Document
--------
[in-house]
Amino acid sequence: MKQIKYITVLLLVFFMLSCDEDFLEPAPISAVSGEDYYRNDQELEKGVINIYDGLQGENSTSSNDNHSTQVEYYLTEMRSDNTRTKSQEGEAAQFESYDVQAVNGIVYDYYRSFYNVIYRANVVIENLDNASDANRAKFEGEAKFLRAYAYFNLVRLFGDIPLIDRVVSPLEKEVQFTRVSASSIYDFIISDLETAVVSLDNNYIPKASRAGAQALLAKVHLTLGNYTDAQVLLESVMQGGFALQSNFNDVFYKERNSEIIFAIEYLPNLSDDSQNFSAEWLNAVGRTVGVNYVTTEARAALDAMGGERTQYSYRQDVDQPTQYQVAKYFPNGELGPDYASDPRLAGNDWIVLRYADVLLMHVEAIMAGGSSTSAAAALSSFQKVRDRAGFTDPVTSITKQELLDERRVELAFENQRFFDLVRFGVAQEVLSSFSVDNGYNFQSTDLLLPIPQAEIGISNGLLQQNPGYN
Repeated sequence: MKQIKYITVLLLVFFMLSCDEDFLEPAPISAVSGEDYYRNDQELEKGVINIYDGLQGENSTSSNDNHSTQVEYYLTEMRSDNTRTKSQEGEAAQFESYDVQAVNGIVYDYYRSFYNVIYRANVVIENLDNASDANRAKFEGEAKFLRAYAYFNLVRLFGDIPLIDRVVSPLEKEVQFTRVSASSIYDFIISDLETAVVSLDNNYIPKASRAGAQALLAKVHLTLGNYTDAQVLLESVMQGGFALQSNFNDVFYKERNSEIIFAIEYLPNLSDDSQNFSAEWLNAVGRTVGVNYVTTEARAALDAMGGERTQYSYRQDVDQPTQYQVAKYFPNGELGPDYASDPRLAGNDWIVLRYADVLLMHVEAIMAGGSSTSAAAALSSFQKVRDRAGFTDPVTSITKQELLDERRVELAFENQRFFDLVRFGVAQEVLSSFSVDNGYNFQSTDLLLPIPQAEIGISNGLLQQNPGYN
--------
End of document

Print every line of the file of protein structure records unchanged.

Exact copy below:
[in-house]
Amino acid sequence: MKQIKYITVLLLVFFMLSCDEDFLEPAPISAVSGEDYYRNDQELEKGVINIYDGLQGENSTSSNDNHSTQVEYYLTEMRSDNTRTKSQEGEAAQFESYDVQAVNGIVYDYYRSFYNVIYRANVVIENLDNASDANRAKFEGEAKFLRAYAYFNLVRLFGDIPLIDRVVSPLEKEVQFTRVSASSIYDFIISDLETAVVSLDNNYIPKASRAGAQALLAKVHLTLGNYTDAQVLLESVMQGGFALQSNFNDVFYKERNSEIIFAIEYLPNLSDDSQNFSAEWLNAVGRTVGVNYVTTEARAALDAMGGERTQYSYRQDVDQPTQYQVAKYFPNGELGPDYASDPRLAGNDWIVLRYADVLLMHVEAIMAGGSSTSAAAALSSFQKVRDRAGFTDPVTSITKQELLDERRVELAFENQRFFDLVRFGVAQEVLSSFSVDNGYNFQSTDLLLPIPQAEIGISNGLLQQNPGYN
Repeated sequence: MKQIKYITVLLLVFFMLSCDEDFLEPAPISAVSGEDYYRNDQELEKGVINIYDGLQGENSTSSNDNHSTQVEYYLTEMRSDNTRTKSQEGEAAQFESYDVQAVNGIVYDYYRSFYNVIYRANVVIENLDNASDANRAKFEGEAKFLRAYAYFNLVRLFGDIPLIDRVVSPLEKEVQFTRVSASSIYDFIISDLETAVVSLDNNYIPKASRAGAQALLAKVHLTLGNYTDAQVLLESVMQGGFALQSNFNDVFYKERNSEIIFAIEYLPNLSDDSQNFSAEWLNAVGRTVGVNYVTTEARAALDAMGGERTQYSYRQDVDQPTQYQVAKYFPNGELGPDYASDPRLAGNDWIVLRYADVLLMHVEAIMAGGSSTSAAAALSSFQKVRDRAGFTDPVTSITKQELLDERRVELAFENQRFFDLVRFGVAQEVLSSFSVDNGYNFQSTDLLLPIPQAEIGISNGLLQQNPGYN